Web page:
Q&A

# What's the equation of kinetic energy of charged particle?

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I was looking for equation of motion. I came up with a solution but it doesn't satisfy me. Cause I was trying to find motion of that particle using Lagrangian. We know that $$W=\int \vec F\cdot d\vec l$$

$W=T$ for some cases and I came up with $T=qV$. In Euler-Lagrange, kinetic energy has velocity as function, in $T=qV$ there's no velocity directly, the equation actually tells me that particle is gaining kinetic energy from potential (more precisely, potential is converting into kinetic). At first sight, I wrote that $T=\frac{1}{2}m\ddot{r}^2$ what if particle is massless(?) so it's not very helpful. Where I took $$L=0.5m\ddot{r}^2-\frac{1}{4\pi\epsilon_0}{q}{r}$$ if I try solve Euler-Lagrange using that Lagrangian then I get $m\ddot{r}=\vec E$. How force is equal to electric field? It totally doesn’t make any sense to me, their dimension doesn't match either. None of these equation satisfy me. what I think that is I got wrong result for taking kinetic energy which doesn’t apply to charged particle. So what's the kinetic energy of charged particle?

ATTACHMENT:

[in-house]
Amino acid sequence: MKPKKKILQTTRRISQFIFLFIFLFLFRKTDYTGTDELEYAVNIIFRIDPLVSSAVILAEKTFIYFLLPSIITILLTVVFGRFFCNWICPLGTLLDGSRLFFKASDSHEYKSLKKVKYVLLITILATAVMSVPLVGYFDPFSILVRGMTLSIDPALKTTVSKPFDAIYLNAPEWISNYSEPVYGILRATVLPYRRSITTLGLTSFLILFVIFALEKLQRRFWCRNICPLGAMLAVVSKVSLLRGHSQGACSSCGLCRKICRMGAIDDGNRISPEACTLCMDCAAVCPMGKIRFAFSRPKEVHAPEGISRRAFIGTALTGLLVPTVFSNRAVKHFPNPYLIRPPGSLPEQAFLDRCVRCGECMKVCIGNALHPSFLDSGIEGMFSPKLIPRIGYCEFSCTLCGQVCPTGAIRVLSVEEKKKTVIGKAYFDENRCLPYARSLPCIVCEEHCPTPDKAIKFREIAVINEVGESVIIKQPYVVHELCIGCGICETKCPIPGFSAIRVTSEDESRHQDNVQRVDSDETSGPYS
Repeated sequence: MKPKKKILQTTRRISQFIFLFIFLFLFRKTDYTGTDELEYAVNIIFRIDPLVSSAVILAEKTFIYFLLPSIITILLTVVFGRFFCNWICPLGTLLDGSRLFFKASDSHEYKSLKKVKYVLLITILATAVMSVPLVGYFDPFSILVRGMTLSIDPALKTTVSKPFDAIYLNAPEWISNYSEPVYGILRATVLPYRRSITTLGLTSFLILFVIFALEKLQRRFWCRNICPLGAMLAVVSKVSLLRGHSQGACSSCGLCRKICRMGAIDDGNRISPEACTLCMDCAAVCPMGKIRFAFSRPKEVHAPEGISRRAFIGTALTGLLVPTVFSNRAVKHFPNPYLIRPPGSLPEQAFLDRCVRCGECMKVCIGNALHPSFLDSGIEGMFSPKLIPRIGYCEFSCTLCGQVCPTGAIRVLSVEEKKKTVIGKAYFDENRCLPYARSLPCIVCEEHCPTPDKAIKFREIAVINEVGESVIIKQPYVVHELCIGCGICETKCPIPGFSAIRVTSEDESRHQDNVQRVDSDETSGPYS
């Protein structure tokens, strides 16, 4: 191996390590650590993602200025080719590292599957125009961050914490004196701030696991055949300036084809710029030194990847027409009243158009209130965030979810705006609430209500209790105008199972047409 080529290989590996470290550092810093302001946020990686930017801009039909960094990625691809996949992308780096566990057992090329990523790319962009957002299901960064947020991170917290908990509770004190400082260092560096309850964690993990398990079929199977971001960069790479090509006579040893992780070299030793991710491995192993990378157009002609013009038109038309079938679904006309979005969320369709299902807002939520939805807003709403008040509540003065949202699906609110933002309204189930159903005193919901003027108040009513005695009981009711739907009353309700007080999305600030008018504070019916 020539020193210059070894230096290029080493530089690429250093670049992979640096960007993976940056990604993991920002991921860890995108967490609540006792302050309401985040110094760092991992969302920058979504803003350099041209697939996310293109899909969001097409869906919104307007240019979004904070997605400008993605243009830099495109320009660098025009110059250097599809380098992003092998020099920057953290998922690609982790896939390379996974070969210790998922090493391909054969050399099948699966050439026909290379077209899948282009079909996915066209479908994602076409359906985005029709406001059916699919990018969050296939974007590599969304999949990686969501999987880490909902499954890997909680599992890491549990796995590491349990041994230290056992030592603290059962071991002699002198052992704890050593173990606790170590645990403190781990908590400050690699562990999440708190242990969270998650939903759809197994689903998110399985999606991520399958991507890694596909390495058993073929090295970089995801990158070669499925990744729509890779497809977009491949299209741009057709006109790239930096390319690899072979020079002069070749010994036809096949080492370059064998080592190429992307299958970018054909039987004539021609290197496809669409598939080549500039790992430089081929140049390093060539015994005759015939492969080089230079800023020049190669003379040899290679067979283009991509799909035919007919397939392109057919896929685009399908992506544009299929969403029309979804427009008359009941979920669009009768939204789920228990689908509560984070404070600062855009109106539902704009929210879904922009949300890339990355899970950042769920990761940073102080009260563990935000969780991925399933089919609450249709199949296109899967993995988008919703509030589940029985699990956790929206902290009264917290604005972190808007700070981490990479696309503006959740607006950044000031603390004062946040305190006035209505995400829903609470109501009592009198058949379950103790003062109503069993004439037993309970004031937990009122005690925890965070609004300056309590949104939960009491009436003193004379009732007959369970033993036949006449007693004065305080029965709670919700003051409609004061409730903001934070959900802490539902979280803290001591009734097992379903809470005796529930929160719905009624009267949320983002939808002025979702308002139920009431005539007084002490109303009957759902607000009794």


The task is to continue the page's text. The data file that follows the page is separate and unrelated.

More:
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Kinetic energy of any particle (who has mass) is $$T=\frac{1}{2} m\ddot{x}^2$$

OP had took potential as potential energy, that was wrong. $$U=-\int \vec F\cdot d\vec l$$ For the case, The force was $$F=\frac{1}{4\pi\epsilon_0} \frac{Qq}{r^2}\hat r$$

So the lagrangian is $$L=\frac{1}{2}m\dot{x}^2-\frac{1}{4\pi\epsilon_0} \frac{Qq}{r}$$ Now you can get a satisfied answer.

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